What happened

Last week the SEC brought securities fraud charges against App Annie and its co-founder and former CEO and Chairman Bertrand Schmitt for engaging in deceptive practices and making material misrepresentations about how App Annie’s alternative data was derived. App Annie and Schmitt agreed to pay $10 million and $300,000, respectively, to settle the matter. Schmitt also agreed to a three-year prohibition from serving as an officer or director of a public company.

App Annie is one of the largest providers of mobile app performance data. It sells market data about companies’ mobile apps, such as how many times an app is downloaded, how often it is used, how much revenue it generates, and other competitive information. Hedge funds and other so-called trading firms refer to this information as “alternative data” because it is not included in a mobile app company’s financial statements or other traditional data sources. The alternative data market has exploded in recent years as companies seek ways to extract and market data from various emerging sources, including email, mobile devices, social media sites, sensors, IoT-based devices, satellites, and ecommerce portals. The data is commonly used by trading firms to identify patterns and insights and gain market intelligence and advantage. According to the SEC’s Order, App Annie’s terms of service, which were posted on the company’s website, promised that there would be limitations on the ways that App Annie could use customer data. For example, the terms of service stated that the company would not disclose customer data to third parties directly but would instead use anonymized and aggregated data to build a statistical model to generate estimates of app performance.

The SEC found, however, that from late 2014 through mid-2018, App Annie used disaggregated, customer identifiable data to alter its model-generated estimates, often with confidential app performance data, in order to make them more valuable to customers. Gurbir S. Grewal, the SEC’s new Enforcement Division director, said in a statement that “App Annie and Schmitt lied to companies about how their confidential data was being used and then not only sold the manipulated estimates to their trading firm customers, but also encouraged them to trade on those estimates – often touting how closely they correlated with the companies’ true performance and stock prices.” The SEC found that trading firms were making investment decisions based on this data and that App Annie had gone so far as to share ideas with those firms as to how they could use the estimates to trade ahead of earnings announcements.

According to the SEC, App Annie’s failure to adequately disclose how it generated app-performance data misled traders that purchased the information and violated Section 10(b) of the Exchange Act and Rule 10b-5 thereunder. Those traders needed to know whether they might inadvertently use any nonpublic information that could be deemed a violation of insider trading laws.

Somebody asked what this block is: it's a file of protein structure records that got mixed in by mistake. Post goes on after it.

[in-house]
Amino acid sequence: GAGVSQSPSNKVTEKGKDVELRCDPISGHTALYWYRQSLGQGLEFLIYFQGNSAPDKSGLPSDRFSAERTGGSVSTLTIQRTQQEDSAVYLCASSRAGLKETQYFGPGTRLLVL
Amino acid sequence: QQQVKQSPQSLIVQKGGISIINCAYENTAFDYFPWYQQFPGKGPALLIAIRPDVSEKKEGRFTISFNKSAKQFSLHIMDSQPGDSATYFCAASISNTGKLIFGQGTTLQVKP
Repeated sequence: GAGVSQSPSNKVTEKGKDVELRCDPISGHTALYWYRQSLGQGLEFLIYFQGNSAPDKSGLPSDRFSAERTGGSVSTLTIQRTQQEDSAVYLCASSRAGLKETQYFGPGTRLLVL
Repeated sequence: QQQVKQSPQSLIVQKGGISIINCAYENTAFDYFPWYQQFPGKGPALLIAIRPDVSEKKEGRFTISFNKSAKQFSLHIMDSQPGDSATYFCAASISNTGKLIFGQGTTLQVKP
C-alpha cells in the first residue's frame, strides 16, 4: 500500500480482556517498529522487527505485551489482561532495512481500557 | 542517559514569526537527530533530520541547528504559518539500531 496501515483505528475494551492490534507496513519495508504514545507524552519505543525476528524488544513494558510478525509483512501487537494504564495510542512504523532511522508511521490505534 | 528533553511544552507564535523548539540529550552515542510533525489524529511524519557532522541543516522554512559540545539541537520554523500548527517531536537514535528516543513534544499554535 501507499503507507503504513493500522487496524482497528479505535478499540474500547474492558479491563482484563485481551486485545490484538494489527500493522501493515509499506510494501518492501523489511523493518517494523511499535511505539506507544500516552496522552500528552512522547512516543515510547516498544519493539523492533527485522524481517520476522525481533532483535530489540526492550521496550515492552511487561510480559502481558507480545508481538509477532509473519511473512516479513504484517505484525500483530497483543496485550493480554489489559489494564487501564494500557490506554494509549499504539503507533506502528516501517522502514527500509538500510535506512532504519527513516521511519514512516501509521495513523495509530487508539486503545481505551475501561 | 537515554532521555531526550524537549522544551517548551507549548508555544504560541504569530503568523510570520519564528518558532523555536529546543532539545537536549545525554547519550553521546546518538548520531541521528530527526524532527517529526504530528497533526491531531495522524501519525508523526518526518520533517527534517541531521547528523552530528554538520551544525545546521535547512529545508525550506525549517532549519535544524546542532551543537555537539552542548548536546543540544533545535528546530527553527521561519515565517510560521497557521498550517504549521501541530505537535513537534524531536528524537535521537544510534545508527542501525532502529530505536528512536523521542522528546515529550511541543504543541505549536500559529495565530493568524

The SEC further found that App Annie and Schmitt assured their trading firm subscribers that the company had internal controls and processes in place to prevent the sale of material nonpublic information in compliance with the federal securities laws. In fact, the SEC found, the company did not have effective internal controls and did not conduct regular compliance reviews, and while Schmitt and App Annie documented an internal policy to prevent the sale of material nonpublic information, they did not fully implement and enforce it until after App Annie learned of the SEC’s investigation.

Why it matters to alternative data providers

The order signifies that the SEC is scrutinizing alternative data providers, particularly in light of their use by trading firms to develop investment hypotheses and the potential for market manipulation and insider trading. In light of this scrutiny, alternative data providers should evaluate the type of data provided to subscribers and the risks that such data may be considered to be material nonpublic information. Data providers should further ensure that their representations to subscribers accurately describe the data being furnished, and that they adopt and enforce appropriate compliance policies and internal controls around the use and anonymization of such data.

For questions about mitigating SEC enforcement risks or more information on SEC enforcement matters generally, please contact a member of Cooley’s securities litigation and enforcement group. For more information and content on corporate disclosures and the public securities arena generally, please visit Cooley’s PubCo blog.

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Posted by Cooley